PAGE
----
stupid-remote: a HDMI-cec node.js Web App


A web app to control devices over HDMI-cec, turning tvs on and off, switching inputs adjusting volume. New project, customization requires editing simple HTML and JavaScript.

The Why

I have been using OSMC on a Raspberry Pi 2 for a few months now and have been really happy with it. (OSMC is a Raspbian based distribution that boots into Kodi.)

However, switching my TV input from TiVo to PlayStation to OSMC was a pain in the ass.

Over the years I have tried using different smart remotes (even bought a Logitech Harmony), but they all suffer from line of sight IR, lag and complicated setup.

So after working out the `cec-client` commands (see Using cec-client on a Raspberry Pi) I put together a web app that was light enough to host on the Raspberry Pi that runs OSMC.

It gets rid of the line of sight IR and lag issues, although it is not necessarily any simpler. It is a different kind of complicated.

Two out of three ain’t bad.

Step 1: cec-client commands

First step is to determine the `cec-client` commands to run by listing all the devices, creating TV on/off and testing the input selection commands.

As mentioned, I have covered this in a post Using cec-client on a Raspberry Pi, start there if you have never used `cec-client`.

The commands that stupid-remote come with are the ones that work for me: Tivo, Kodi, PS 4, Tv On and Tv Off. The commands you will use will depend a bit on your setup.

Step 2: Install Dependencies

The following instructions will install `node.js` and `cec-client` on Raspbian (or Ubuntu), to allow you to run `stupid-remote` manually. If you like it and want to run it as a service (recommended, starts and stops with the device), see README Install Raspbian and Ubuntu.

Update, install node.js and npm:

sudo apt-get update
sudo apt-get install nodejs npm

Install cec-client, but first check to see if cec-client is already installed:

cec-client -h

If you see `-bash: cec-client: command not found`, you will need to install the app:

sudo apt-get install cec-client

Alternately, follow the instructions to install from source

Step 3: Customize stupid-remote

At the moment, customizing stupid-remote requires you to edit HTML and JavaScript. It is not hard and there isn’t a lot of if it. Future versions of stupid-remote might provide better configuration options, but right now it is DIY.

Download the latest release of stupid-remote:

Start by editing the JavaScript, `stupid-remote/routes/cec.js`. Copy or edit the existing `router.get()` calls to match your cec-client call, updating the @swagger in the comments as well. For example, the TV on routing handler looks like:

 * handle GET /tvOn request
 *  echo "tx 10:04" | cec-client /dev/ttyACM0 -s -d 4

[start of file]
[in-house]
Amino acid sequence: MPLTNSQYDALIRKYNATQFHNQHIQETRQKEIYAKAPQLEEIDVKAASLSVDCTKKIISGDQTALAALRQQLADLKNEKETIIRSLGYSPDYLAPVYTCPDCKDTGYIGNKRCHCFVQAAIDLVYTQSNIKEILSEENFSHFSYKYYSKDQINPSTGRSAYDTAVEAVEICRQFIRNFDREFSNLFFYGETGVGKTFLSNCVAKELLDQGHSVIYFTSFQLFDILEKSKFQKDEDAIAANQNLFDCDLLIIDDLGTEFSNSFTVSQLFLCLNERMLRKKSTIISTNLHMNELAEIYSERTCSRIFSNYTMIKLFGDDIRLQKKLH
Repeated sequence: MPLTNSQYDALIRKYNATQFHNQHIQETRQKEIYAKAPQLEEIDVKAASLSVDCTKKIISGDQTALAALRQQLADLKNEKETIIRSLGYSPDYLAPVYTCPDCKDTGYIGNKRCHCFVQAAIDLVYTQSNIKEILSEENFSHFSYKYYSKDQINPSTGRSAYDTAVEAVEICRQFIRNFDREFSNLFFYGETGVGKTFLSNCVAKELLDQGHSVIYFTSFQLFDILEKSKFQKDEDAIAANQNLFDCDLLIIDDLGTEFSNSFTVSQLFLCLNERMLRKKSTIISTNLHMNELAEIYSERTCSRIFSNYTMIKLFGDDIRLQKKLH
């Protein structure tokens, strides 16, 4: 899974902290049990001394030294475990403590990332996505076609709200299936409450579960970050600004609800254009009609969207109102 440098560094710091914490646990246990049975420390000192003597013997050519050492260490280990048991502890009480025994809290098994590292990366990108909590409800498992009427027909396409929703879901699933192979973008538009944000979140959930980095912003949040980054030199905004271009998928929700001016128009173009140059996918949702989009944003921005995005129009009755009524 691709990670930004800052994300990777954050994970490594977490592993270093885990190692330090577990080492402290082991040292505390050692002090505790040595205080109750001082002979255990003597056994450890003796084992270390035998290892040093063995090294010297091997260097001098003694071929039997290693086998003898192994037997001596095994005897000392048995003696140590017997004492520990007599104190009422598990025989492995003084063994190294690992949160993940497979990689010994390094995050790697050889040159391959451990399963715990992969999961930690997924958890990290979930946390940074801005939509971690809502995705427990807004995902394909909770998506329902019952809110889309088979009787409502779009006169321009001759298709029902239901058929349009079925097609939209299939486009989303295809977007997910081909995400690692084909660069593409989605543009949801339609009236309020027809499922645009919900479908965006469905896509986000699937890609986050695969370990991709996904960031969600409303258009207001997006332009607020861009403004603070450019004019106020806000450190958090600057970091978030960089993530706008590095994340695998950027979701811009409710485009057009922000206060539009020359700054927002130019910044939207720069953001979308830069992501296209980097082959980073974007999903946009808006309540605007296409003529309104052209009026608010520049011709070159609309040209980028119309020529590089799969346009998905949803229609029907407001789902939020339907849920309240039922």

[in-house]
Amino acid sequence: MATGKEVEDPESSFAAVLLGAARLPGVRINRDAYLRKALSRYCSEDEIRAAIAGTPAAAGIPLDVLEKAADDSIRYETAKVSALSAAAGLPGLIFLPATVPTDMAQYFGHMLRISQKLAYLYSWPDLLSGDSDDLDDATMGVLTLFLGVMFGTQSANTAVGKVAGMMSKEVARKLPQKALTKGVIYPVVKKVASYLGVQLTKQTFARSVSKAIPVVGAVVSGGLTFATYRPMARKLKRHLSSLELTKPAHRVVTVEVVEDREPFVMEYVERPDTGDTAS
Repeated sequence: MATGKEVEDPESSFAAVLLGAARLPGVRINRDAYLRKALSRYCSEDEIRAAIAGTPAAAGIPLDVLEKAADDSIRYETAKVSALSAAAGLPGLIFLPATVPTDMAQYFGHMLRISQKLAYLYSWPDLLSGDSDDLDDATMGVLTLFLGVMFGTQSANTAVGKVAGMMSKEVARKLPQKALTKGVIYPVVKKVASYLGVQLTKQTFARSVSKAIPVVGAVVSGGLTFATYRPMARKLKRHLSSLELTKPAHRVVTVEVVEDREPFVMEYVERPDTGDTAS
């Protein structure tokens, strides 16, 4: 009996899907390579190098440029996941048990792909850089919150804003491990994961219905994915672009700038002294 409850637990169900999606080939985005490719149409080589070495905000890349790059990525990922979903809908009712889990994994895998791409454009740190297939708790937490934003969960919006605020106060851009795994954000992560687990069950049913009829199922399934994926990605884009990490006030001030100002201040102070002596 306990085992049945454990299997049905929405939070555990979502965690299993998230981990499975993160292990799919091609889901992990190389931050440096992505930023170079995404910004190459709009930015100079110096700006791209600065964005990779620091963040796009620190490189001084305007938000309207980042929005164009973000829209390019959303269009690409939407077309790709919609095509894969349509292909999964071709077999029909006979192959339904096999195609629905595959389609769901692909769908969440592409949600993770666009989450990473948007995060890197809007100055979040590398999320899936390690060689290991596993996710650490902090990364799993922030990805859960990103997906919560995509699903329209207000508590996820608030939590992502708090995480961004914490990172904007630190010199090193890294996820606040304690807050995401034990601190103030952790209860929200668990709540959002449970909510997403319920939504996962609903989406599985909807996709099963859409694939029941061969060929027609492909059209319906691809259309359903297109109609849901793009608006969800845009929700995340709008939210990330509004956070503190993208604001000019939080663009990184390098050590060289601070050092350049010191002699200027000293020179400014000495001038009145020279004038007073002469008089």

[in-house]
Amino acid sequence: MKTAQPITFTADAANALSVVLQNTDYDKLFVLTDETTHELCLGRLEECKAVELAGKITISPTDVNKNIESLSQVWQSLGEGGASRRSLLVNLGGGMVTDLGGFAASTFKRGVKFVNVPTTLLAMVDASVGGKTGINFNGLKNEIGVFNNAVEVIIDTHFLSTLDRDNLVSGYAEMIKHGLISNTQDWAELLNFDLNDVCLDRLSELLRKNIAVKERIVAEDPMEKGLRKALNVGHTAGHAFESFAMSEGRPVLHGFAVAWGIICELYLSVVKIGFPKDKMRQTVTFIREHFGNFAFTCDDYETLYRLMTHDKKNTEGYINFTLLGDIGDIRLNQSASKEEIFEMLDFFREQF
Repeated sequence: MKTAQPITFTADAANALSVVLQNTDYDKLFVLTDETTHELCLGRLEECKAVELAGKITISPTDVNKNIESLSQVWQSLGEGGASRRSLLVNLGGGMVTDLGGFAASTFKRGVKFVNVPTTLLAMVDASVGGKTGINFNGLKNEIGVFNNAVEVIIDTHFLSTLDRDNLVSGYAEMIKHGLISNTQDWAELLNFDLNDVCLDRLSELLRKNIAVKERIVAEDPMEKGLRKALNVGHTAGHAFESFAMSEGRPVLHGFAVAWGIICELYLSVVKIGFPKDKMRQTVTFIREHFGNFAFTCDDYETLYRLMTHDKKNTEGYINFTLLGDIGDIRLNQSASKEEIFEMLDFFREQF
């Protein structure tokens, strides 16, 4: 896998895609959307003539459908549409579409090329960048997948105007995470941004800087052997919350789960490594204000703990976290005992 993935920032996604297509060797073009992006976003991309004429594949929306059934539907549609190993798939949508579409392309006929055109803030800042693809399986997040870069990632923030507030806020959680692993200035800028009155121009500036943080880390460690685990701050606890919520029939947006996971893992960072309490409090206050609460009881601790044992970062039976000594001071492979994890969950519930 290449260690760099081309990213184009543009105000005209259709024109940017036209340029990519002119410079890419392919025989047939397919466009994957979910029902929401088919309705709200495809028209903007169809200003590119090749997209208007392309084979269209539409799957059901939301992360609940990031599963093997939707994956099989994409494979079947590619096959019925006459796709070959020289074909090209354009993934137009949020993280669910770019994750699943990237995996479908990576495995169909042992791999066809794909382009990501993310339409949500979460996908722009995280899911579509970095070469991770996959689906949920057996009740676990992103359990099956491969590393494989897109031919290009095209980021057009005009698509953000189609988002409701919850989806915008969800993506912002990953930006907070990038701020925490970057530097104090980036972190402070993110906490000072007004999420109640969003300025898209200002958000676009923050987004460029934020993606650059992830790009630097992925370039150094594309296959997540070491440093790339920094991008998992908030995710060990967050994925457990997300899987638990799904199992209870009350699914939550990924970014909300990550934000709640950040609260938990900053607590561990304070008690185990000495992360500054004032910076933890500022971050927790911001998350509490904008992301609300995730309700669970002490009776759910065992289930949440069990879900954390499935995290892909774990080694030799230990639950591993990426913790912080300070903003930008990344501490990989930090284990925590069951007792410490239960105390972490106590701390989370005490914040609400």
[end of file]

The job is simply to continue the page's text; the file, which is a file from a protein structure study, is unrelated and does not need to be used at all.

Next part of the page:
* @swagger
 * /cec/tvOn:
 *   get:
 *     tags:
 *       - TV Control
 *     description: Turns on the TV
 *     produces:
 *       - application/json
 *     parameters:
 *     responses:
 *       200:
 *         description: Successfully turned tv on
router.get('/tvOn', function (req, res, next) {
  debug('called tvOn');
  www.cecUsb.sendCommand( 0x10, 0x04 );
  res.writeHead(200, {"Content-Type": "application/json"});
  var html = '{"status":"ok"}';

Next, edit the default html, `stupid-remote/public/index.html`. In the page are two places to edit, the buttons (between ‘BEGIN Buttons’ and ‘END Buttons’) and corresponding button bindings (between ‘BEGIN Button Bindings’ and ‘END Button Bindings’). These edits should match the buttons and button bindings to the changes to `cec.js`. For example, the TV on button and button bindings look like:

TV OnTurn TV on
$("#tvOnButton").click( function( event ) {
  $.get( "./cec/tvOn", function( data ) {
} );

Start stupid-remote

Finally, to start the app, change to the root of the `stupid-remote` directory and run `node ./bin/www`. The `DEBUG=*` will enable logging with can help resolve any issues.

cd stupid-remote
DEBUG=* node ./bin/www

Browse to http://HOSTNAME:8080/ and there is a Swagger UI at http://HOSTNAME:8080/api-docs/

Conclusion and Commentary

This could have been created in any language, but node.js seemed light weight, had the cec-client bindings and Swagger UI (hey why not?).

As for the name, it is a protest of the term ‘smart remote’. They should be called marginally-above-average-remote, but that doesn’t sell well I guess.

The UI is geared towards Mobile Safari on iOS, but if there are other header or meta data attributes required to support your favourite browser, please send me a pull request. Similarly, I realize Bootstrap and the minimal UI treatment isn’t for everyone, but it is functional and gives good tap targets on mobile.

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